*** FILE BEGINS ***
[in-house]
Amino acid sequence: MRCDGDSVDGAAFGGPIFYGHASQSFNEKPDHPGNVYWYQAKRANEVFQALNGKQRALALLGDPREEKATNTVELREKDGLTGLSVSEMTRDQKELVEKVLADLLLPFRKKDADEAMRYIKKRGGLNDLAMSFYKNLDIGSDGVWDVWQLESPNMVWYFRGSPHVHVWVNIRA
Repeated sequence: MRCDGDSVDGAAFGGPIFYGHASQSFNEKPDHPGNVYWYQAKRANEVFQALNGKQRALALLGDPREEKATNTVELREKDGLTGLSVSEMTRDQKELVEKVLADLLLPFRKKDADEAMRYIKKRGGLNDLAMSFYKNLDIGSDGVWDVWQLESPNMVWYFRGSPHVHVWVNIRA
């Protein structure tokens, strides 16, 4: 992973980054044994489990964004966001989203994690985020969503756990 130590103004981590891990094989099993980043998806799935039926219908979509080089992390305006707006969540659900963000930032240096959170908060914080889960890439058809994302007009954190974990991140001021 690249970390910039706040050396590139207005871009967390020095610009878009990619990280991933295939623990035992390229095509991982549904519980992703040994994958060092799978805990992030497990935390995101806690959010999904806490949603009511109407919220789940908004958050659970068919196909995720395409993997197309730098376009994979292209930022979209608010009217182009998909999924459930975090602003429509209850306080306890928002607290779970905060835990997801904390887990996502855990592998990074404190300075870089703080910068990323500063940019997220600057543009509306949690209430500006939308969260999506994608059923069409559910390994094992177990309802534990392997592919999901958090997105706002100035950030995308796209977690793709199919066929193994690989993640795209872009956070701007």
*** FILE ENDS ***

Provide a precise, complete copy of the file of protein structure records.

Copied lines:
[in-house]
Amino acid sequence: MRCDGDSVDGAAFGGPIFYGHASQSFNEKPDHPGNVYWYQAKRANEVFQALNGKQRALALLGDPREEKATNTVELREKDGLTGLSVSEMTRDQKELVEKVLADLLLPFRKKDADEAMRYIKKRGGLNDLAMSFYKNLDIGSDGVWDVWQLESPNMVWYFRGSPHVHVWVNIRA
Repeated sequence: MRCDGDSVDGAAFGGPIFYGHASQSFNEKPDHPGNVYWYQAKRANEVFQALNGKQRALALLGDPREEKATNTVELREKDGLTGLSVSEMTRDQKELVEKVLADLLLPFRKKDADEAMRYIKKRGGLNDLAMSFYKNLDIGSDGVWDVWQLESPNMVWYFRGSPHVHVWVNIRA
């Protein structure tokens, strides 16, 4: 992973980054044994489990964004966001989203994690985020969503756990 130590103004981590891990094989099993980043998806799935039926219908979509080089992390305006707006969540659900963000930032240096959170908060914080889960890439058809994302007009954190974990991140001021 690249970390910039706040050396590139207005871009967390020095610009878009990619990280991933295939623990035992390229095509991982549904519980992703040994994958060092799978805990992030497990935390995101806690959010999904806490949603009511109407919220789940908004958050659970068919196909995720395409993997197309730098376009994979292209930022979209608010009217182009998909999924459930975090602003429509209850306080306890928002607290779970905060835990997801904390887990996502855990592998990074404190300075870089703080910068990323500063940019997220600057543009509306949690209430500006939308969260999506994608059923069409559910390994094992177990309802534990392997592919999901958090997105706002100035950030995308796209977690793709199919066929193994690989993640795209872009956070701007």